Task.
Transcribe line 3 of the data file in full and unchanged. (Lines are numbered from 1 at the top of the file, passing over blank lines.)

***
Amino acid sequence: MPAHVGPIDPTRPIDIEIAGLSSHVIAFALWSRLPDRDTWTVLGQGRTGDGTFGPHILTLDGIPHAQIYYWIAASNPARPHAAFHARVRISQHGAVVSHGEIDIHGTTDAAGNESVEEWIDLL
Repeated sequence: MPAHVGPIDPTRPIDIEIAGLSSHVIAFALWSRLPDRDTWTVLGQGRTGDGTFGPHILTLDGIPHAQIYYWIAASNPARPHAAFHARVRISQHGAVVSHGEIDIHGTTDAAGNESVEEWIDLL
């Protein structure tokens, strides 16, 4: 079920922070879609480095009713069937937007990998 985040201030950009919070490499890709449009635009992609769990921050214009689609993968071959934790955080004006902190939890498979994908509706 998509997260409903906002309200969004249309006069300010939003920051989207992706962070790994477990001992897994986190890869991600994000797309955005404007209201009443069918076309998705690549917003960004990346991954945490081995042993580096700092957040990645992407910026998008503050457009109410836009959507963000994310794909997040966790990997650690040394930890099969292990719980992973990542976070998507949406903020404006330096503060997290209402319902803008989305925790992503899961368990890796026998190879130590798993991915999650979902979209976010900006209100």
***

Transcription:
């Protein structure tokens, strides 16, 4: 079920922070879609480095009713069937937007990998 985040201030950009919070490499890709449009635009992609769990921050214009689609993968071959934790955080004006902190939890498979994908509706 998509997260409903906002309200969004249309006069300010939003920051989207992706962070790994477990001992897994986190890869991600994000797309955005404007209201009443069918076309998705690549917003960004990346991954945490081995042993580096700092957040990645992407910026998008503050457009109410836009959507963000994310794909997040966790990997650690040394930890099969292990719980992973990542976070998507949406903020404006330096503060997290209402319902803008989305925790992503899961368990890796026998190879130590798993991915999650979902979209976010900006209100």